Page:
Just under 300 years ago, a new church opened on land granted to four undertakers on a peppercorn rent, and it’s still there, standing proud in modern Mayfair.
It was Sir Richard Grosvenor who agreed to lease a plot of land in his developing estate to a syndicate of four “undertakers” led by Benjamin Timbrell, a prosperous local builder.
The lease, for 99 years, was on a peppercorn rent.
Sir Richard laid the foundation stone on 7th April 1730, and the chapel opened almost exactly a year later. Sir Richard lived just long enough to see the chapel open, as he died the following year, aged just 43.
The architecture of the church as seen externally is distinctive, and if it looks a bit American, that’s because it was based on the recently completed St Martin in the Fields. The architect published a book about the design, and it became effectively a blueprint for many New England churches — so today this British precursor looks American.
Coincidentally, the chapel was used during WWII by American soldiers based locally and by staff at the nearby US Embassy until it decamped to Nine Elms.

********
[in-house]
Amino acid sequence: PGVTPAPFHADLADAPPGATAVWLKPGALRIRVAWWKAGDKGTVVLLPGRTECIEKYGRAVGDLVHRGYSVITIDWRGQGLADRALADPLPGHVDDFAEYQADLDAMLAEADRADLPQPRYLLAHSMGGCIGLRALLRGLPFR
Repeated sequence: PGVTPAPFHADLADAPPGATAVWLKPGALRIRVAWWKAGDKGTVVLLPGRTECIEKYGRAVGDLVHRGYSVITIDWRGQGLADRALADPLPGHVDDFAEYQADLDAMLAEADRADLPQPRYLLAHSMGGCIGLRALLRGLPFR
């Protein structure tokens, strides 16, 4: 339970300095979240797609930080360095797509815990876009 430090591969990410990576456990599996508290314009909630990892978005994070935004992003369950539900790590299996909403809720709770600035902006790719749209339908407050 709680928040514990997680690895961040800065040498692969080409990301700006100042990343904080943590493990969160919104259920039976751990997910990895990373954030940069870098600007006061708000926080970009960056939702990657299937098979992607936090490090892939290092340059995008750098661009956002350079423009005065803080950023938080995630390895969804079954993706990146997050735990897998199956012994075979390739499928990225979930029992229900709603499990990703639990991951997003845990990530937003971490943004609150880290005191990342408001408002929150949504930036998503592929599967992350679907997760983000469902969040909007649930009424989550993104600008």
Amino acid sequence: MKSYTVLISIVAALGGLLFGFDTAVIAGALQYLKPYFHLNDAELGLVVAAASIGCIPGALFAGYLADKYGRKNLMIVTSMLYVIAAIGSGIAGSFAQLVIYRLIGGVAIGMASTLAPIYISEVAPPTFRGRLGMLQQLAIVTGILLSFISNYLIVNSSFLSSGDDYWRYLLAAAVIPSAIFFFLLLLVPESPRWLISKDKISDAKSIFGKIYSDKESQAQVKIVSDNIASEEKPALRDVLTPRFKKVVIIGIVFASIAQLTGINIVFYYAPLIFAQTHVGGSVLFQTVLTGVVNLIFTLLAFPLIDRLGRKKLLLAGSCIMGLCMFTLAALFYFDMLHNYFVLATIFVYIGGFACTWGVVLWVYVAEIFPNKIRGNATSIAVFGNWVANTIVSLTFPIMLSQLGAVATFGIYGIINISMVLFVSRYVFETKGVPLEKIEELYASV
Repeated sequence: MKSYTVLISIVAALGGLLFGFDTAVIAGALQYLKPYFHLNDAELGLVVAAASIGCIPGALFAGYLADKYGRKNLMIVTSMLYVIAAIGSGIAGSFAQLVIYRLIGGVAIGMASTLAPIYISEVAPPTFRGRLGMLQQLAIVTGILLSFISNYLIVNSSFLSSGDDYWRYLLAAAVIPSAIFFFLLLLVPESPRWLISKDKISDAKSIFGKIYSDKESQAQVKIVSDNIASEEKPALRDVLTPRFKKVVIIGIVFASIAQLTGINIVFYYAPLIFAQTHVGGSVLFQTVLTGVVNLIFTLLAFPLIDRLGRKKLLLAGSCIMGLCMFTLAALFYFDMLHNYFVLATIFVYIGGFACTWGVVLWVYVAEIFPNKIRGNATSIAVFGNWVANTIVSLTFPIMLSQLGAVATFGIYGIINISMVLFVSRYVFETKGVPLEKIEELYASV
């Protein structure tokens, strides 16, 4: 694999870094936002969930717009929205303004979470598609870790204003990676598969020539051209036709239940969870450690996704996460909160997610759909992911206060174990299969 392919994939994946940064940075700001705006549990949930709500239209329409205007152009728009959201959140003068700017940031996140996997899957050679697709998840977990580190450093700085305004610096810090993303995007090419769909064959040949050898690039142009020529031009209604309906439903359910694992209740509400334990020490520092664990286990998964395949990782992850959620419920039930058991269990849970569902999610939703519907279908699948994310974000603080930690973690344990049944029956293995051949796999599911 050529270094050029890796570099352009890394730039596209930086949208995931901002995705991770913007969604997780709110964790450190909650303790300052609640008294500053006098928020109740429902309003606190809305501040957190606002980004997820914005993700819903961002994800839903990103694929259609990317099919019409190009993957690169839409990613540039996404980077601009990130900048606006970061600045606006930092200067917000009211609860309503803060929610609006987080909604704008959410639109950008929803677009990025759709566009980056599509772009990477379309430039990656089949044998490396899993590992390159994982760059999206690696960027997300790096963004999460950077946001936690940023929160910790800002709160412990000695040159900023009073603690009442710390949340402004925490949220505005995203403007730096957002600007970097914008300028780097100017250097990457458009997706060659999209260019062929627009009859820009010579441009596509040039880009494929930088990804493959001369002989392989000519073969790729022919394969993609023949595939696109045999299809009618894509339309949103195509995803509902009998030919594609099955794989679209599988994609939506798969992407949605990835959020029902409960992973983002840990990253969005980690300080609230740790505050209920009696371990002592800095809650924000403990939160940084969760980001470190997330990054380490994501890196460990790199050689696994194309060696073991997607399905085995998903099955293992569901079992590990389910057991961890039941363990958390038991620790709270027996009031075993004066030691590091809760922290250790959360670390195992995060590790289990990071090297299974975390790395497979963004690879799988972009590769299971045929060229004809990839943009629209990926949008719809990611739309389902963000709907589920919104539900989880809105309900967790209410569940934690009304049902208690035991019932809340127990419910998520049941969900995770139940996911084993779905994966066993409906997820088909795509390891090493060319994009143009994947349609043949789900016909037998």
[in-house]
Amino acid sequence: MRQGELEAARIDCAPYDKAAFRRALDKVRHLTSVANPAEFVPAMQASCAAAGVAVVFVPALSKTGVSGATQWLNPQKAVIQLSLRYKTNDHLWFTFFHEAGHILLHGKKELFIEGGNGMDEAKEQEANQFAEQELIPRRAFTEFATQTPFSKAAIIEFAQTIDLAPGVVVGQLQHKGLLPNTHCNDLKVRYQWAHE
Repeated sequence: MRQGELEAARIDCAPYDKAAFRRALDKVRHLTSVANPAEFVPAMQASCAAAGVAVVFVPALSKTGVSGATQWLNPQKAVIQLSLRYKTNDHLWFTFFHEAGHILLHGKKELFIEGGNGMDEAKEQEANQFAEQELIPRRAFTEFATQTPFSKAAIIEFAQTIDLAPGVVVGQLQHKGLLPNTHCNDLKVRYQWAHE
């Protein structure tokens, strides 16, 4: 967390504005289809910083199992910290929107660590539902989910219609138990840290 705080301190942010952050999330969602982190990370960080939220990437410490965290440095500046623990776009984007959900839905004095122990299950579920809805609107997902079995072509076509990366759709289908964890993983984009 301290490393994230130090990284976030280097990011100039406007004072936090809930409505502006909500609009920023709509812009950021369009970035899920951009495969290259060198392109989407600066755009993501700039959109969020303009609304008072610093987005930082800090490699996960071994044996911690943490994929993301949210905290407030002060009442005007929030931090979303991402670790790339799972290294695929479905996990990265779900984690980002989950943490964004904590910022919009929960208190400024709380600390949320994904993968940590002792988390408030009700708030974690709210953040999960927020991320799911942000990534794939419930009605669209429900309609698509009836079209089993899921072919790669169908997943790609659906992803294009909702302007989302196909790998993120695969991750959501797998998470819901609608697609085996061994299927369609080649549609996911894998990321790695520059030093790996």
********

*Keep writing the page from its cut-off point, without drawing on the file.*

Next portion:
When the lease expired in 1829, the chapel was brought within the parochial system as a Chapel of ease to St George’s, Hanover Square.
From the outside, it presents a simple design of brick and stone edging with a church steeple and clock in the centre. The whole church had been blackened by pollution, so it must have been quite a visual shock to locals when the dark brick and steeple were cleaned in 1951, restoring their original colours.
The modest brick exterior contains an elegant white-painted interior flooded with light from clear-glazed windows. The interior was a classic Georgian dark wood church until 1912, when it was refurbished by John Ninian Comper to give it the light appearance that it has today.
A screen of white reredos is an unusual sight in a chapel these days, but here they remain, although were once painted with scenes from the ten commandments and are now plain white. Peer through into the sanctuary, and there’s a rich blue and gold ceiling with angels supporting a sunburst.
Above the door is the organ, which is the latest in a long line of organs, the current one dating to 1991.
The chapel’s location traditionally made it popular for the wealthy and well connected, and scanning newspaper archives, in the 19th century, they’re packed full of reports of weddings by Prince this, Lady that, visits by Dukes and so on.
These days it’s rather quieter, but also open Mon-Fri to visit, so if in the area, pop in for a look.
Yes, the wedding at the start of the Richard Curtis film Love Actually was filmed in the Grosvenor Chapel.